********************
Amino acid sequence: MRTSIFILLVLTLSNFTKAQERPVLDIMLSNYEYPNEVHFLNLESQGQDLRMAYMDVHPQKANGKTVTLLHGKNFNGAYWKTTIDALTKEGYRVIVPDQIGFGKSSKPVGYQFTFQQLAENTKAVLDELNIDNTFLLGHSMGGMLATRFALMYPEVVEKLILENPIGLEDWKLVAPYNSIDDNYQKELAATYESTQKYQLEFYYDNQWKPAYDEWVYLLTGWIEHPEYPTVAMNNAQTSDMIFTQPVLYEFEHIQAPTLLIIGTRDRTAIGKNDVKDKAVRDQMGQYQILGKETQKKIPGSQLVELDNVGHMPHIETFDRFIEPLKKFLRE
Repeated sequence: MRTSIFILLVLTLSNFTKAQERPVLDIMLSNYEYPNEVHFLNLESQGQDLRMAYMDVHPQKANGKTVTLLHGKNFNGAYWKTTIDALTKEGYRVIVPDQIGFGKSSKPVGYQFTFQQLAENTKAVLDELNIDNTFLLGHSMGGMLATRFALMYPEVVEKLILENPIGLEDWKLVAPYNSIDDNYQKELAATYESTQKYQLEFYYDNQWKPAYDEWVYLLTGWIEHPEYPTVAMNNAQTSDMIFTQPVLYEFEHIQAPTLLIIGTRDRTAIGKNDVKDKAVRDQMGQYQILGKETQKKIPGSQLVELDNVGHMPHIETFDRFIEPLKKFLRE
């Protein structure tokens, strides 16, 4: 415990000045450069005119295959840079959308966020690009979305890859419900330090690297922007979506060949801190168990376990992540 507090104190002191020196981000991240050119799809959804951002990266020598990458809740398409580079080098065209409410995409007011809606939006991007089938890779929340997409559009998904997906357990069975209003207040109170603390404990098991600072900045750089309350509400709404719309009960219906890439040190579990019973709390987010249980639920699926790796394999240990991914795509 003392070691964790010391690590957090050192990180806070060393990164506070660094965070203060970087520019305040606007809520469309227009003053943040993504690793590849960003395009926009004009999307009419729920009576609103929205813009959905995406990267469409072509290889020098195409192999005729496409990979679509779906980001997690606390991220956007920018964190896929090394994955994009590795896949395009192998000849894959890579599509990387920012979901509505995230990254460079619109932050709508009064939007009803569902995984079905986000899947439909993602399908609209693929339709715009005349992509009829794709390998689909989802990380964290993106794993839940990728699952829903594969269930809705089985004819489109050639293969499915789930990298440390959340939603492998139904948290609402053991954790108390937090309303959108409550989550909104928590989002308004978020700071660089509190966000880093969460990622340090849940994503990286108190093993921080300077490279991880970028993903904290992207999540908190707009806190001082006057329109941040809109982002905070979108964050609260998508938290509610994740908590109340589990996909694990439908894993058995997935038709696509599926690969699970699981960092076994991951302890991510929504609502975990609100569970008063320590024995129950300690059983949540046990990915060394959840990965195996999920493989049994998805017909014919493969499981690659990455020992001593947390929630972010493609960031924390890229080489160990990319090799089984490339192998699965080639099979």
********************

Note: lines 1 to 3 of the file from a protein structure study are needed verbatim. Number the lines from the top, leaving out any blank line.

Amino acid sequence: MRTSIFILLVLTLSNFTKAQERPVLDIMLSNYEYPNEVHFLNLESQGQDLRMAYMDVHPQKANGKTVTLLHGKNFNGAYWKTTIDALTKEGYRVIVPDQIGFGKSSKPVGYQFTFQQLAENTKAVLDELNIDNTFLLGHSMGGMLATRFALMYPEVVEKLILENPIGLEDWKLVAPYNSIDDNYQKELAATYESTQKYQLEFYYDNQWKPAYDEWVYLLTGWIEHPEYPTVAMNNAQTSDMIFTQPVLYEFEHIQAPTLLIIGTRDRTAIGKNDVKDKAVRDQMGQYQILGKETQKKIPGSQLVELDNVGHMPHIETFDRFIEPLKKFLRE
Repeated sequence: MRTSIFILLVLTLSNFTKAQERPVLDIMLSNYEYPNEVHFLNLESQGQDLRMAYMDVHPQKANGKTVTLLHGKNFNGAYWKTTIDALTKEGYRVIVPDQIGFGKSSKPVGYQFTFQQLAENTKAVLDELNIDNTFLLGHSMGGMLATRFALMYPEVVEKLILENPIGLEDWKLVAPYNSIDDNYQKELAATYESTQKYQLEFYYDNQWKPAYDEWVYLLTGWIEHPEYPTVAMNNAQTSDMIFTQPVLYEFEHIQAPTLLIIGTRDRTAIGKNDVKDKAVRDQMGQYQILGKETQKKIPGSQLVELDNVGHMPHIETFDRFIEPLKKFLRE
């Protein structure tokens, strides 16, 4: 415990000045450069005119295959840079959308966020690009979305890859419900330090690297922007979506060949801190168990376990992540 507090104190002191020196981000991240050119799809959804951002990266020598990458809740398409580079080098065209409410995409007011809606939006991007089938890779929340997409559009998904997906357990069975209003207040109170603390404990098991600072900045750089309350509400709404719309009960219906890439040190579990019973709390987010249980639920699926790796394999240990991914795509 003392070691964790010391690590957090050192990180806070060393990164506070660094965070203060970087520019305040606007809520469309227009003053943040993504690793590849960003395009926009004009999307009419729920009576609103929205813009959905995406990267469409072509290889020098195409192999005729496409990979679509779906980001997690606390991220956007920018964190896929090394994955994009590795896949395009192998000849894959890579599509990387920012979901509505995230990254460079619109932050709508009064939007009803569902995984079905986000899947439909993602399908609209693929339709715009005349992509009829794709390998689909989802990380964290993106794993839940990728699952829903594969269930809705089985004819489109050639293969499915789930990298440390959340939603492998139904948290609402053991954790108390937090309303959108409550989550909104928590989002308004978020700071660089509190966000880093969460990622340090849940994503990286108190093993921080300077490279991880970028993903904290992207999540908190707009806190001082006057329109941040809109982002905070979108964050609260998508938290509610994740908590109340589990996909694990439908894993058995997935038709696509599926690969699970699981960092076994991951302890991510929504609502975990609100569970008063320590024995129950300690059983949540046990990915060394959840990965195996999920493989049994998805017909014919493969499981690659990455020992001593947390929630972010493609960031924390890229080489160990990319090799089984490339192998699965080639099979």